Do you fancy a free book? One that teaches your multiracial or biracial kids to love their curly hair? Mixed.Up.Mama is giving away two copies of Kechi’s Hair Goes Every Which Way, the much-celebrated third book from best-selling author of Daddy Do My Hair.
My daughters love this book and we all had the pleasure of meeting the author Tola Okugwu just this summer. Her book is a repetitive, delightful book that is beautifully illustrated and explores the joys and challenges of having curly hair through Kechi’s relationship with her Daddy.
There’s a lot written about biracial hair care and how to take care of it. But I find there’s nothing more real than seeing what curly biracial hair care routine the average Jo Mum does with her kid’s curly hair.
I have 3 mixed race daughters (mixed Iranian, Nigerian and English) and they all have different types of curls, length, texture and thickness.
So we use a myriad of different products- some that change with the season, some that I use on one girls’ hair and not on the other, and some that are absolute staples in our house.
Here is a look at what we do as part of our daily mixed race biracial hair care routine.
My oldest daughter has the longest, perhaps loosest curls and her hair grows down as opposed to up.
Because her hair is made up of looser curls, I find I don’t need to apply thick gel or creme. I can get away with this Argan oil styling mousse which makes her hair both shiny and slippery to comb my fingers through. I do need to get her hair quite wet to be able to comb through though. And the thicker the hair, the more oil you’ll need to really penetrate all of the hair. My daughter’s curly hair care routine (for reference) takes me about 7-10 minutes to brush through and put into a protective style.
This is my middle daughter. She has the shortest, most afro type biracial hair. Her hair grows in tight curls and gets dry the easiest. I usually wet it (a lot) before applying a generous amount of leave in conditioning cream.
I use a one or the other of these products to allow my fingers to comb through her hair easily. The wetness combined with the moisture from the products allows me to finger comb it easily but her hair is also quite fine so you may need to separate thicker hair into sections to get the same effect.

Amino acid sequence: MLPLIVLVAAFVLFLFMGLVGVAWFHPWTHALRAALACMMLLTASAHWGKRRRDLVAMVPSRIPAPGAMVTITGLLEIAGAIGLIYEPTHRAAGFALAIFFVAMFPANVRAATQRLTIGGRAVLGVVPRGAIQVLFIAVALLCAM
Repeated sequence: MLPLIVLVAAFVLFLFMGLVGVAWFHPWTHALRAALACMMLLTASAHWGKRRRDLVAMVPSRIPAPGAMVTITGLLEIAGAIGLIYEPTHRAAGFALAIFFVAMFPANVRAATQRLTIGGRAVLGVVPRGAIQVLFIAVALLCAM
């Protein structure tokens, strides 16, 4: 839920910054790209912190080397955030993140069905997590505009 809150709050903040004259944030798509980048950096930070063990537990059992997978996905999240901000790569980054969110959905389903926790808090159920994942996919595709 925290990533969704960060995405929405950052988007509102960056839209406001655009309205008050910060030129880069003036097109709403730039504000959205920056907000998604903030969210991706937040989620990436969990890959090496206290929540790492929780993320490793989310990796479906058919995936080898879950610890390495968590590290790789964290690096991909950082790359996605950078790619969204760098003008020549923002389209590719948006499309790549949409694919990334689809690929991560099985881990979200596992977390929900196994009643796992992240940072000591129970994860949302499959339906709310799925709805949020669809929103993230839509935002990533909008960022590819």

After this, I apply half a bottle cap amount of argan oil to give it shine and to keep it moisturised all day. **Note: always apply oil to wet hair or it won’t be absorbed into the hair. Her biracial hair care routine seems shorter somehow but still takes about 5-7 minutes.
My youngest daughter has a combination of both types of hair. It grows fast and down but it still has an afro-type texture in the front and in parts of the back.
Her biracial hair care requires a lot more moisturising as it’s also the thickest of all my daughters’ hair and gets the most tangled. I can’t usually finger comb through it after wetting it so I use a hair brush
(pictured above) with lots of Cantu conditioning creme.
Because she’s the youngest and has the thickest hair, I usually spend about 10-15 minutes on her curly hair care routine , combing through (without too much pain) and putting it into a protective style.
Here is the result after combing it through and moisturising it.
I will soon post about my weekly wash day biracial hair care routine as I know this can be a bit trickier. For insight, I generally use the Curly Ellie products as these are very gentle on the hair.
Raising Race Conscious Children: Talking about Racism
My oldest daughter, aged 7, recently learned about Rosa Parks, Nelson Mandela and Martin Luther King Jr. But not from me. In school, with her teacher and amongst her classmates who are majority white.
For her, I knew this was her first introduction to the concept of racism. Not only that, but injustice, discrimination and hatred based on skin colour- not in a playground but rather, played out in the adult world causing pain, violence and in some cases, death.
Some heavy lessons in there I’m sure. And though I’m glad she learned about some of the bravest and most heroic names of our time, I’m also sad that she’s had to take this in at such an early age.
My fear? That her belief and naivety in a world where everyone is treated equal was shattered. In her world, bullying doesn’t and shouldn’t happen to grown ups. Ashamedly, I hadn’t actually thought that raising race conscious children was possible at her age.